What has been is what will be, and what has been done is what will be done, and there is nothing new under the sun. – Ecclesiates 1:9
Though those of you with a new iPad might disagree, King Solomon wrote those words so long ago thinking not of technology but of humanity. Fiction is about humanity; even fiction about animals or aliens is ultimately about humanity at some remove. And with humanity, there really is nothing new under the sun.
That used to depress me; it used to make me feel like I had nothing to contribute. Everything had been done, everything had been written, so why bother? But this insight contradicted what I felt; and what I felt was that I had unique things to say, I had unique stories to tell.
So how could they be unique? Not in their basic ideas, their basic tropes. I’d venture that almost every piece of fiction I ever read was 90% or more derivative. So what’s new, different, and unique about my stories, or any other author’s? It’s nearly always in the execution, in the rearrangement of characters, situations, settings, plot, not in their basic material. Until I put pen to paper, there never was a Franco Lucius, a DJ Markis, a Jill Repeth. Before Ayn Rand wrote Atlas Shrugged, there never was a Dagny Taggart. Before Dickens wrote A Christmas Carol, there never was a Scrooge and, incidentally, an eponymous term for a miser. Before Rowling wrote Harry Potter and the Philosopher’s Stone, there was no Harry Potter.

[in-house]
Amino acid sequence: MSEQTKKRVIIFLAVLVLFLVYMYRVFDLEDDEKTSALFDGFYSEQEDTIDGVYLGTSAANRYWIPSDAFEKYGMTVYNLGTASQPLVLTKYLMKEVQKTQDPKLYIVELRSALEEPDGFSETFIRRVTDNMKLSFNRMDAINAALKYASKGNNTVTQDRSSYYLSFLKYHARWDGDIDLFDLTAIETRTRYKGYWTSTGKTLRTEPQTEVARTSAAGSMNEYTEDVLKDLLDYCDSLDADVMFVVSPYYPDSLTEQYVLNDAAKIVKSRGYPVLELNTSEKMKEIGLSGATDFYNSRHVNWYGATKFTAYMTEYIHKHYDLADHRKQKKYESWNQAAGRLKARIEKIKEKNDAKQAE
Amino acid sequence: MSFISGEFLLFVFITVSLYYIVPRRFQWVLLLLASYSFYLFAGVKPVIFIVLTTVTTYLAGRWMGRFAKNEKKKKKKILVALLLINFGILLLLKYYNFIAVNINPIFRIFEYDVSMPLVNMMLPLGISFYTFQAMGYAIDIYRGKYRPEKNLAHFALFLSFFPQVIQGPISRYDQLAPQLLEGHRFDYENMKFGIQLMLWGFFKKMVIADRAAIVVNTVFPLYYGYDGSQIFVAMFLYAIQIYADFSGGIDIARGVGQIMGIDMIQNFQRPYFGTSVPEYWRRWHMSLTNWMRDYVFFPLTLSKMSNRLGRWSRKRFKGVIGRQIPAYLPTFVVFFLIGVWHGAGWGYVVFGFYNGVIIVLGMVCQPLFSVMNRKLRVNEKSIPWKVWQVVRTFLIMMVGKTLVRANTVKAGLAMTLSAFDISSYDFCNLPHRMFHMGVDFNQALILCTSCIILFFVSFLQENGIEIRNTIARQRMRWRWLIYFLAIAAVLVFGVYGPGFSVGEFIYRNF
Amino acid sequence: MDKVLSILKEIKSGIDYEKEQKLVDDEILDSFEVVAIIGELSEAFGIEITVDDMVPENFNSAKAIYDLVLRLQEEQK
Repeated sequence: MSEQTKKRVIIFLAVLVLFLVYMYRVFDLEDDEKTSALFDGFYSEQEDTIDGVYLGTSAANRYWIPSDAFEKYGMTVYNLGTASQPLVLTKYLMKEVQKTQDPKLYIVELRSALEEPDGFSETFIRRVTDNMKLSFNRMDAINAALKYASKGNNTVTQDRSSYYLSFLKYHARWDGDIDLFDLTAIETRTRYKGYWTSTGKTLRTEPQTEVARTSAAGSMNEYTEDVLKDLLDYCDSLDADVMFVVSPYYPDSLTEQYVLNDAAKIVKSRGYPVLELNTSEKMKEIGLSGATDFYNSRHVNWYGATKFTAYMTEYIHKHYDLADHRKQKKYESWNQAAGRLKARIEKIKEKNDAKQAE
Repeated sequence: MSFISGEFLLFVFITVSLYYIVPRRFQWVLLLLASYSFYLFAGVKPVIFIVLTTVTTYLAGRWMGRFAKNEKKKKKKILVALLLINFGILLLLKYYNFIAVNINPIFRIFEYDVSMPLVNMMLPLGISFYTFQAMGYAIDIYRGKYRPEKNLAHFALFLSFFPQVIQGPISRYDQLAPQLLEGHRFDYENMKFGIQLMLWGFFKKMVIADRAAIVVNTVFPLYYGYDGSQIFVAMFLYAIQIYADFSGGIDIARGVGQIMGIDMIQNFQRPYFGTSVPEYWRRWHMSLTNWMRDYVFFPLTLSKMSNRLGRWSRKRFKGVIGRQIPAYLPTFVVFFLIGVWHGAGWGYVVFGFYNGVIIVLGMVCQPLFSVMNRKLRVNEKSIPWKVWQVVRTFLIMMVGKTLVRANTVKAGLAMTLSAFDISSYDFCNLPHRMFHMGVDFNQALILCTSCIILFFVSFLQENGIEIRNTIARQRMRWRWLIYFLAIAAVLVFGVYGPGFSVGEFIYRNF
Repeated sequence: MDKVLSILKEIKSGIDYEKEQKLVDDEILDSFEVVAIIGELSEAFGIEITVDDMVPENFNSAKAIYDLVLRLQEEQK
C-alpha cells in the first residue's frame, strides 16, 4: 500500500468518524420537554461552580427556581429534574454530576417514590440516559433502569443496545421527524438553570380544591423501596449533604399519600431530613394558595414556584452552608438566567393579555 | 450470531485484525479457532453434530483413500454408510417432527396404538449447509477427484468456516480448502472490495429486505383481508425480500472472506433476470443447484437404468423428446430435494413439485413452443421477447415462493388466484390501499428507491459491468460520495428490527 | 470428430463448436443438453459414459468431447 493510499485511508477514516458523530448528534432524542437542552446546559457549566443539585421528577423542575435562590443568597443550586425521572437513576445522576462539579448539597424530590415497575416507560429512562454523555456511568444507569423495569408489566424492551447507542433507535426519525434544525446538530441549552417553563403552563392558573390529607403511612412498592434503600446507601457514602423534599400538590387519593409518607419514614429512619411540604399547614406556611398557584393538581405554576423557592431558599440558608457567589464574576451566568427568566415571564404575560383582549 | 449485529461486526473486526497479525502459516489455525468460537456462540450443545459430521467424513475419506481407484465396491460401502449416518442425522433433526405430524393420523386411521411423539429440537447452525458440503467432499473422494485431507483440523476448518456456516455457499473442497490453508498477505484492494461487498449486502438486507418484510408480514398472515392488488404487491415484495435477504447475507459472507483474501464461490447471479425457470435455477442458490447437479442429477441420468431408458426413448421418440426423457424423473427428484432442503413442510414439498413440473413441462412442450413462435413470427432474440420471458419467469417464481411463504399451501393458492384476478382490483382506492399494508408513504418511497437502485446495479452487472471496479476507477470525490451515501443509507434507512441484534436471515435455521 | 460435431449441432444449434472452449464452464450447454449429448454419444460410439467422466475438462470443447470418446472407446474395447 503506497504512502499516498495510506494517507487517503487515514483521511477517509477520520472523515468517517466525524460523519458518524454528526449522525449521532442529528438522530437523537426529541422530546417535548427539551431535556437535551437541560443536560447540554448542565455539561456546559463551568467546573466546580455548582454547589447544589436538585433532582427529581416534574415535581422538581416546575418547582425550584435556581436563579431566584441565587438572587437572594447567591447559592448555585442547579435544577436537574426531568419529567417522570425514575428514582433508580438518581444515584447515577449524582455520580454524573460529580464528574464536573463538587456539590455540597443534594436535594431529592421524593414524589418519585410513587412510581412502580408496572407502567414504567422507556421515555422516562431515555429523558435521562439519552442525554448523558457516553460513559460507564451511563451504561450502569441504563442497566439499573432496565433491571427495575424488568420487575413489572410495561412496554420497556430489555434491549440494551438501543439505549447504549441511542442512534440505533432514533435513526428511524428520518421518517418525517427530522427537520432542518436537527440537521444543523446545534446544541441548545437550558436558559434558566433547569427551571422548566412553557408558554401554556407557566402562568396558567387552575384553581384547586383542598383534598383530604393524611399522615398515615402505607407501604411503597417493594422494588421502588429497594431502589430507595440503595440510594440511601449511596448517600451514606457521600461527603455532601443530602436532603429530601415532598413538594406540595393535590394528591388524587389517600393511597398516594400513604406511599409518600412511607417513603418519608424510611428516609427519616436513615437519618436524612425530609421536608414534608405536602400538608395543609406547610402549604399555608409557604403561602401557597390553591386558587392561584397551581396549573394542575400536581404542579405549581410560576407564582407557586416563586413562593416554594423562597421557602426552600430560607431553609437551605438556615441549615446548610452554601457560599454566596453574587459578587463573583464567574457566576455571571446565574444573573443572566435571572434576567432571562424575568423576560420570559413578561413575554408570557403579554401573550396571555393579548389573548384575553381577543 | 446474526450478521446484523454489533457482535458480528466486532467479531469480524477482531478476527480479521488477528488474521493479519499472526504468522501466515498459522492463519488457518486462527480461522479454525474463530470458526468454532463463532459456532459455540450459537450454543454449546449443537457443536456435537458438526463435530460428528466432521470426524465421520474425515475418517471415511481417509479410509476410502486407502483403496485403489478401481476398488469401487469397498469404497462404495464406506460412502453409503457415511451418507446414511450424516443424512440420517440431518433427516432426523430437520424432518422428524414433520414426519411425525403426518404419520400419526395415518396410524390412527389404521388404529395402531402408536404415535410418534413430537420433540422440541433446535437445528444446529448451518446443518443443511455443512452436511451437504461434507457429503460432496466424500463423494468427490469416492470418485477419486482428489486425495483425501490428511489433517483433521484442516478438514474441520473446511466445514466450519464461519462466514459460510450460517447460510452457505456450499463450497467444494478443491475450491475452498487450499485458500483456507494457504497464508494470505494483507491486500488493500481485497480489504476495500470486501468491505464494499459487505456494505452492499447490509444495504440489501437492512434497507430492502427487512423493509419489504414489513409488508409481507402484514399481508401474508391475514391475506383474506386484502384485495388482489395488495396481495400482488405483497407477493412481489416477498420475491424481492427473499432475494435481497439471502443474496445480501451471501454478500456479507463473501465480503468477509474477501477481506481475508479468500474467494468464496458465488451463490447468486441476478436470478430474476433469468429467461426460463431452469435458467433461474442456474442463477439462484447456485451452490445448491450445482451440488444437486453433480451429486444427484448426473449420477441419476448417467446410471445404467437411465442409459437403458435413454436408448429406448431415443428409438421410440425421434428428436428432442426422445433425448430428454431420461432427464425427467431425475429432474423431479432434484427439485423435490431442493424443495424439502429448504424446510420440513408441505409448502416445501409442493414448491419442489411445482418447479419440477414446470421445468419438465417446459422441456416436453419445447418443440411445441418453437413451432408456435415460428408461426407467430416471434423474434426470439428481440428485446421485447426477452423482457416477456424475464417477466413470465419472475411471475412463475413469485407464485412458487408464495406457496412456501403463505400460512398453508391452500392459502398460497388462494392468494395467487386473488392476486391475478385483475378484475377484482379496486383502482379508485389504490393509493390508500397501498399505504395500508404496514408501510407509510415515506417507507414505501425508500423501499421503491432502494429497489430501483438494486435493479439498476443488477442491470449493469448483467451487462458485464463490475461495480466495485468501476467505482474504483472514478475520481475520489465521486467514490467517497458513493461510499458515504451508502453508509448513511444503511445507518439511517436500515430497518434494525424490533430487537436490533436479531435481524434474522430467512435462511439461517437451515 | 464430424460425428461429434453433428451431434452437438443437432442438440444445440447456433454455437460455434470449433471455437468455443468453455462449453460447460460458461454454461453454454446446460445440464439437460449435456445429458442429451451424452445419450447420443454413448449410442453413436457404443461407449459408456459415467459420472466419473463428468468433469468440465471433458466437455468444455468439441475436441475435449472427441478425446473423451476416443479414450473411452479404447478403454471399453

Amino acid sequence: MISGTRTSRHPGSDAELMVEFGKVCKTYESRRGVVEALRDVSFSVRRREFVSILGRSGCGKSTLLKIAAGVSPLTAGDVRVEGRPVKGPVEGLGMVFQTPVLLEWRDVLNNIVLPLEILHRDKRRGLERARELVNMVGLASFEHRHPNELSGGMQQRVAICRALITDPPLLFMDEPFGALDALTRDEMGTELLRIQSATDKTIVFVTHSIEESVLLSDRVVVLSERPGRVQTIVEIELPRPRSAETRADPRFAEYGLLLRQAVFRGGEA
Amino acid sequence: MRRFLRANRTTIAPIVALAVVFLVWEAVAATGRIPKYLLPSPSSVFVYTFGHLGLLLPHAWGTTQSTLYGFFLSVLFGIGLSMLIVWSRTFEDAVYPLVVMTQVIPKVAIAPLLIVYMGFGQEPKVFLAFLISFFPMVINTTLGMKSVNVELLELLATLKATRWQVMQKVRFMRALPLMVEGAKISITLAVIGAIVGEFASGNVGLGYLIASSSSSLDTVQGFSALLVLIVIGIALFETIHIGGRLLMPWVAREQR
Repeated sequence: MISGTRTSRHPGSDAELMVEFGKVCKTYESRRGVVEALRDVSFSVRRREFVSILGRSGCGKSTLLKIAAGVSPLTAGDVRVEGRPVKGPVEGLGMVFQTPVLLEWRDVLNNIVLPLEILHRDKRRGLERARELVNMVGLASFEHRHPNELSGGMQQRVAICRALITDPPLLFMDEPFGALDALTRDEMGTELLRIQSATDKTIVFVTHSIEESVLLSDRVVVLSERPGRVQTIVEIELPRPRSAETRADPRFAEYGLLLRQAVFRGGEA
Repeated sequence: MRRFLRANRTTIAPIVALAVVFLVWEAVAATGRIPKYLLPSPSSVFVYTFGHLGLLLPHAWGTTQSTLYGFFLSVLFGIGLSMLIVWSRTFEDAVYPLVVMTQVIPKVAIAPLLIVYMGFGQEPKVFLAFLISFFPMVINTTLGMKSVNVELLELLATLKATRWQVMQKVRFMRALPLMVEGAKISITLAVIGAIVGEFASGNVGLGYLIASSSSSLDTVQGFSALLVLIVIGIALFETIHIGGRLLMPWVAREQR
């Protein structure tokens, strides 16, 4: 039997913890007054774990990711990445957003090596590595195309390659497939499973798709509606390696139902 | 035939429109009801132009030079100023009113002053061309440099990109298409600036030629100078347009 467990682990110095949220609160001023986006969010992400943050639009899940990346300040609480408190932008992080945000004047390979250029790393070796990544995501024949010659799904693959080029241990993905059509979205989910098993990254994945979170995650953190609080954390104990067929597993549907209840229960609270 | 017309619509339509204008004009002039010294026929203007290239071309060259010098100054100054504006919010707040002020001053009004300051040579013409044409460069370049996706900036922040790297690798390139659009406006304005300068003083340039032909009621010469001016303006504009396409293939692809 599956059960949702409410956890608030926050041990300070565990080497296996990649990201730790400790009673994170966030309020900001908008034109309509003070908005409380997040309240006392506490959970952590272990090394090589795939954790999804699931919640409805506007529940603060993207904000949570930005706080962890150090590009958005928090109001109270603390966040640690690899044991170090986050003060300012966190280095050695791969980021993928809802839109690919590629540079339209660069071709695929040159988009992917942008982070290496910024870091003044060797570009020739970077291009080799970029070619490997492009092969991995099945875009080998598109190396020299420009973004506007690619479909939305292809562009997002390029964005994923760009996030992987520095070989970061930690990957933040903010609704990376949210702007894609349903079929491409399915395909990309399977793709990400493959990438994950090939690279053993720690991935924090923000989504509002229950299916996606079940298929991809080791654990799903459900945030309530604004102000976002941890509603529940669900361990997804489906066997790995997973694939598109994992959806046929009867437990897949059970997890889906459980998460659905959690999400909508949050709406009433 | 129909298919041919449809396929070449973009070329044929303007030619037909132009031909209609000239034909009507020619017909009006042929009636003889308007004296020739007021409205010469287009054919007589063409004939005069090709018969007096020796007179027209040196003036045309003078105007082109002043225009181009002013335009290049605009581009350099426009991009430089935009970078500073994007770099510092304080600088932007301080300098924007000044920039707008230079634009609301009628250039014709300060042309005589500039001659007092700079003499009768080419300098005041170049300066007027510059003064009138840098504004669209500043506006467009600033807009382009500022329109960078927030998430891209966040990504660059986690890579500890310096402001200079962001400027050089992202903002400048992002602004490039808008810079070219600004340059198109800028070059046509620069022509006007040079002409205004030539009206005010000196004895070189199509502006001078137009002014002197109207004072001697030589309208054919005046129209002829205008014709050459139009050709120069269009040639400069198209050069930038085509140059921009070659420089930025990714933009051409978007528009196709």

Yet all these works are hugely derivative, mine included. They are stitched together in the authors’ minds out of pieces of their own first- or second-hand experience, . If any author lets herself get stopped by derivativeness of her own work, even something so blatant as Terry Brooks’ Shannara series (very derivative of Tolkien) then none of us would ever publish.
Because truthfully the reading public does not want complete originality. Complete originality generally does not sell, at least not right away. The public will buy Andy Warhol paintings of Marilyn Monroe and soup cans before Picasso’s cubism.
Vince Gilligan, the creator of Breaking Bad, relates in a recent Newsweek column how when he came up with this “totally original” idea for the show, his main pitch to the studio was brought short up when one of the executives asked him, “Doesn’t this sound like Weeds?” Breaking Bad would be about an ordinary middle-class guy who goes off the rails when he discovers he has lung cancer, deciding he’s going to be a methamphetamine dealer. Weeds, already in production, was about a middle-class woman who discovers she has cancer and decides to deal marijuana. Still, the studio thought it was different enough that they backed it and the rest is years of television history.
So when I finally decided to act on my latent desire to be an author, I decided to stop fretting about whether I had an original idea in my head. I figured I’d just write what I wanted to, write the kind of thing I’d want to read, write what I thought others would want to read – and quit worrying. Don’t let anything get in my way. You know what? My stories do have original ideas in them here and there, that came naturally out of the creative process, but I didn’t try to come up with it before I started. If i had, I think I’d have never written a word.
And that’s my bit of free advice for today, worth exactly what you paid for it. Don’t let worrying about your derivativeness get in your way.